HAMILTON — A 2-year-old girl was discovered on the side of a back road Friday morning, naked, dazed, and bruised, hours after her disappearance in the middle of the night prompted an intense police search by land and air in the quiet neighborhood around her home.
Lyndon Albers was sitting alone, just inches from the pavement of Newbury Road in Rowley, her shaved head showing a large bruise, when Tom Crosby of Ipswich noticed her as he was driving his wife, Marge, to the gift shop she owns in Amesbury.
“I wrapped her up and put her in my car, where it was warm, because she was just sitting there shivering,” Crosby said outside his Ipswich home Friday night. “She was completely naked.”
His wife’s 911 call alerted authorities just as they were about to issue an Amber Alert for the girl, who had last been seen at 3 a.m. The girl was taken to the hospital and reunited with her parents, to the great relief of relatives and worried residents in this small North Shore town.
Tom Crosby describes finding missing toddler
But answers to her mysterious disappearance remained elusive, law enforcement officials acknowledged.
“It’s like a jigsaw puzzle and a bunch of the pieces are missing,” Russell Stevens, the town’s police chief, said at a news conference outside the Hamilton police station.
Stevens did not say if police had any indication on how the girl went missing, but said other parents did not need to be alarmed.
“I am very excited that she was found alive,’’ he said. “I am ecstatic that she is being reunited with her parents.”
Authorities said the girl’s disappearance was being treated as a crime, and investigators searched the Albers’s Lincoln Avenue home as well as the area along Newbury Road in Rowley, where the toddler was found.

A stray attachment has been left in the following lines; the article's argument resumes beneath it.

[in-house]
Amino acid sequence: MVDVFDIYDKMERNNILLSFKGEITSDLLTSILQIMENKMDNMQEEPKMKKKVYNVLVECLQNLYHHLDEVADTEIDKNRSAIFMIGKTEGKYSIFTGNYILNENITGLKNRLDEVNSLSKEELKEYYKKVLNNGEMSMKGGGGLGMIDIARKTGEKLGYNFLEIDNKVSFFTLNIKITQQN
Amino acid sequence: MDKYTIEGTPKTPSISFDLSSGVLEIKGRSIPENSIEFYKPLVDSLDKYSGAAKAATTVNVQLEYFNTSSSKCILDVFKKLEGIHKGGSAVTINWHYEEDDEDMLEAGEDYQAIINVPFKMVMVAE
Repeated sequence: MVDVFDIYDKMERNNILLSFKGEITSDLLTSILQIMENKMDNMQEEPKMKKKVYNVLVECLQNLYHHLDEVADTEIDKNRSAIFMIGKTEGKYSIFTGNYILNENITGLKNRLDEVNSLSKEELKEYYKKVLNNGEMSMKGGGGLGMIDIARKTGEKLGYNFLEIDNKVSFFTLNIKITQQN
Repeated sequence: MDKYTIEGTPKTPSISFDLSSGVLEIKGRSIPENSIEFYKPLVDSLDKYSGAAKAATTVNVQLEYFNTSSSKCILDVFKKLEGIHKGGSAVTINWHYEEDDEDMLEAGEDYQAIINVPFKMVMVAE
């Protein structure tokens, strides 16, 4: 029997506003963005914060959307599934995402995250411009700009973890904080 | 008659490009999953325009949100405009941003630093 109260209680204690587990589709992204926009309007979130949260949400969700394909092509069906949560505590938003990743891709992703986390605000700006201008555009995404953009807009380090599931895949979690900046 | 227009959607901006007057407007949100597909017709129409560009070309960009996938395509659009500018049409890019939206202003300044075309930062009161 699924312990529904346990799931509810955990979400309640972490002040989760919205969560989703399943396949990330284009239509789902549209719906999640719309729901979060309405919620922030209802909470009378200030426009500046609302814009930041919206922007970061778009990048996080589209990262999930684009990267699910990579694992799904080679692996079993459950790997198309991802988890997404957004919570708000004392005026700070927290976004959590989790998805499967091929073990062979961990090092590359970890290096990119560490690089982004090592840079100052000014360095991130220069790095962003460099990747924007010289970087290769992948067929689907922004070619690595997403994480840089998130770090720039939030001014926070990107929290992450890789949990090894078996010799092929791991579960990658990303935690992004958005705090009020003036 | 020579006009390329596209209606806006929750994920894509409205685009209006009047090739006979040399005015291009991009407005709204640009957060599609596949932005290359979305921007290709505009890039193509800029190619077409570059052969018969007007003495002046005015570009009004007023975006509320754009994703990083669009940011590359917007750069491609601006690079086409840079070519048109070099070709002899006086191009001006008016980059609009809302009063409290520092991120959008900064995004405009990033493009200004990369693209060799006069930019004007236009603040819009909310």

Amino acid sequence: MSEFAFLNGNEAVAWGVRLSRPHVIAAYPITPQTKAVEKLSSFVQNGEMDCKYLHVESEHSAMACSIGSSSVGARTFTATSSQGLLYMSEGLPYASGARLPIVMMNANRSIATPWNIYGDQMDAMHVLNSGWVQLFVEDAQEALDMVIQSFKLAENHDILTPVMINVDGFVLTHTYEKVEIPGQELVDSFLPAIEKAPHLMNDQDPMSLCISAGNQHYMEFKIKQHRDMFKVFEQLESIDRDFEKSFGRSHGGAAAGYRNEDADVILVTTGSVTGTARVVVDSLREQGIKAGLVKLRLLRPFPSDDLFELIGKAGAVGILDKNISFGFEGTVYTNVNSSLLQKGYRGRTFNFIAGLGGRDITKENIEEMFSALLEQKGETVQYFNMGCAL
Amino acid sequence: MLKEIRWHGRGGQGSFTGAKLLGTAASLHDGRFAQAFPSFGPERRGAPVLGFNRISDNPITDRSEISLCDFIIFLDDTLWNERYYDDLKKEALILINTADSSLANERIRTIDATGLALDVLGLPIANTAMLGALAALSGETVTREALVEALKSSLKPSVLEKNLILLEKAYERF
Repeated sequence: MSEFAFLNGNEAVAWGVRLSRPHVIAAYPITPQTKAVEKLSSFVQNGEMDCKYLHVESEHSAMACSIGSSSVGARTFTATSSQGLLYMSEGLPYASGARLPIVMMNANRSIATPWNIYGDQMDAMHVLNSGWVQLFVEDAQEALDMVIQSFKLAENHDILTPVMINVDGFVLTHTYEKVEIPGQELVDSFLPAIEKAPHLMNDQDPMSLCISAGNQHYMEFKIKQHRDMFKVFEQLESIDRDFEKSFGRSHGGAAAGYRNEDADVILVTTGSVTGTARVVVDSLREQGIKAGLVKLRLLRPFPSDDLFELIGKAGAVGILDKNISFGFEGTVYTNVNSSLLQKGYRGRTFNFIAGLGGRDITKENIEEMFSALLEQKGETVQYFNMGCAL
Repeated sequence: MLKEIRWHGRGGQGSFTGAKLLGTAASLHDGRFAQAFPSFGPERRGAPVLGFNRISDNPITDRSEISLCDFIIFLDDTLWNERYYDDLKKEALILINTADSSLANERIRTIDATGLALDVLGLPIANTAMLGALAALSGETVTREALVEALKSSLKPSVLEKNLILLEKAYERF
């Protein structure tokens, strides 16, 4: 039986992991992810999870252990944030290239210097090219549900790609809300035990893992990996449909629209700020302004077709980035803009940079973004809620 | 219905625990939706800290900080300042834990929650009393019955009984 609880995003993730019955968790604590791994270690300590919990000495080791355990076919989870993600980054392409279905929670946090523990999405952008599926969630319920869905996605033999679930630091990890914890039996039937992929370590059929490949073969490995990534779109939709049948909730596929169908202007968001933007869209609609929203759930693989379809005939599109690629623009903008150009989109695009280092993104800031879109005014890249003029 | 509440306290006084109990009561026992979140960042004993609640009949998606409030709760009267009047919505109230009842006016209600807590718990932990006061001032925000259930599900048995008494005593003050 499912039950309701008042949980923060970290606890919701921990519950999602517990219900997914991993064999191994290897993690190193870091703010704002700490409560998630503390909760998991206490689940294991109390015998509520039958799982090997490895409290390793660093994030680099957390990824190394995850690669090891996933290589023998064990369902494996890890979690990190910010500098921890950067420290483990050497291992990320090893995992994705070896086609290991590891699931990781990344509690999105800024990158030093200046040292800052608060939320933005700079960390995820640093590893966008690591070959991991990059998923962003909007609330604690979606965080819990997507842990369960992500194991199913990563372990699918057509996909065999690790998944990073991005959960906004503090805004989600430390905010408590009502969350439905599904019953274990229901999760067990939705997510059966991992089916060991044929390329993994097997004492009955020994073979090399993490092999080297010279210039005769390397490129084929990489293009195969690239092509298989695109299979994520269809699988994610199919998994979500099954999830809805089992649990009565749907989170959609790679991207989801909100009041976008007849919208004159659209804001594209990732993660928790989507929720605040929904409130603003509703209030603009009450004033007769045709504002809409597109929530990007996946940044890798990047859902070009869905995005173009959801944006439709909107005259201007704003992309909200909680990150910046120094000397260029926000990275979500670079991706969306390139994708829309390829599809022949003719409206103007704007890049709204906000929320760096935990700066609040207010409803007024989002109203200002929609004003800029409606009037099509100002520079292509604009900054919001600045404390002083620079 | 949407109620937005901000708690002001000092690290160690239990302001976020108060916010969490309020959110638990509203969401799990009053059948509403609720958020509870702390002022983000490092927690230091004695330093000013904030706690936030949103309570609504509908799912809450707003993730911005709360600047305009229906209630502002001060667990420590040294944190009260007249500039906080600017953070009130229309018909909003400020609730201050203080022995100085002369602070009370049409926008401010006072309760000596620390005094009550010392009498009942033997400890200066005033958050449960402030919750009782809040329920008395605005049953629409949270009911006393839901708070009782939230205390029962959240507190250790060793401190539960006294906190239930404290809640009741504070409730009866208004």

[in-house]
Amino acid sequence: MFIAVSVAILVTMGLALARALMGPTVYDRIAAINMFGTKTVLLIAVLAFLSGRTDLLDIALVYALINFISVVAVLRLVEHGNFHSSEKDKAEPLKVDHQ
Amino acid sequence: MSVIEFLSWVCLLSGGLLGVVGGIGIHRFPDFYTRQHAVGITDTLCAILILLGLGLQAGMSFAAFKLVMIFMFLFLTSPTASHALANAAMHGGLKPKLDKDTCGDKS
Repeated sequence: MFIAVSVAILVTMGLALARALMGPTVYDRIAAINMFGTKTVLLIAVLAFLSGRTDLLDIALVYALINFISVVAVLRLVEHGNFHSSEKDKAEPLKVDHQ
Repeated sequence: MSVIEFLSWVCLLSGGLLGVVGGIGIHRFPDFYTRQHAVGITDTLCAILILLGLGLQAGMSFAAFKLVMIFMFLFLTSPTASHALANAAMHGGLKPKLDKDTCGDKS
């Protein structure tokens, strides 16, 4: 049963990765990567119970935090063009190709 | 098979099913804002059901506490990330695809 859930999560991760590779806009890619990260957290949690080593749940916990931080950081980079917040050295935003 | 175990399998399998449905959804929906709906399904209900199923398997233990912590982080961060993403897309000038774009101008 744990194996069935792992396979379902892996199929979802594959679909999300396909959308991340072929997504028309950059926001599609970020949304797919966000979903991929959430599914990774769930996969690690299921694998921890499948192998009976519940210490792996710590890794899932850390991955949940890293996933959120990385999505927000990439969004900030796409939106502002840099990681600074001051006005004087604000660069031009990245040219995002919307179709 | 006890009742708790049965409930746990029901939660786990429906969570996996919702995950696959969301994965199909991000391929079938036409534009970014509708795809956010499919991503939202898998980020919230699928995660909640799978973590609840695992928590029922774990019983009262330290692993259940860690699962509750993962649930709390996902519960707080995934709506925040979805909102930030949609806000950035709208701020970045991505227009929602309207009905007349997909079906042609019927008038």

The girl was taken to Beverly Hospital before she was transferred to Boston Children’s Hospital.
The couple also has a 4-year-old daughter. A spokeswoman for the state Department of Children and Families said the agency was investigating the incident but did not say whether Lyndon had been placed in state custody.
The girl’s parents called police around 7 a.m., some four hours after she had last been seen, Stevens said. Soon, helicopters were whirring overhead, investigators with search dogs scoured the area.
State Police posted a picture of the blond toddler — smiling as she played in mud near a sprinkler — and nervous residents hoped for the best.
After she was found, a man who identified himself as her uncle expressed his gratitude on social media.
“Thank you everyone for your concerns,’’ Ken Albers wrote on his Twitter account. “My niece has been found.’’
In the early stages of the search, authorities asked officials at Gordon College, a Christian school in Wenham, about a woman who was a student there, said college spokesman Richard Sweeney. Sweeney said the school checked its records and found that the woman had attended for one year before dropping out.
“It’s not someone who has a connection to the college,’’ Sweeney said.
Bob Morse Jr., who lives on the road where the girl was found, said he saw a man and a woman get out of a car, and that the area was later taped off.
“The police called and said to stay inside, but they said there’s no threat to the neighborhood,” he said. “It makes me wonder.”
On Lincoln Avenue, neighbors watched from a distance as police searched the family’s home. The little girl was precious, one said, and she was grateful she had been found. But the idea of her left alone in the dark, cold and scared, was heartbreaking, she said.
“Who could do something like that?” she said.Travis Andersen, Martin Finucane, and John R. Ellement of the Globe staff and Globe correspondent Felicia Gans contributed to this report. Peter Schworm can be reached at firstname.lastname@example.org. Follow him on Twitter @globepete. Kathy McCabe can be reached at Katherine.McCabe@globe.com. Follow her on Twitter @globekmccabe.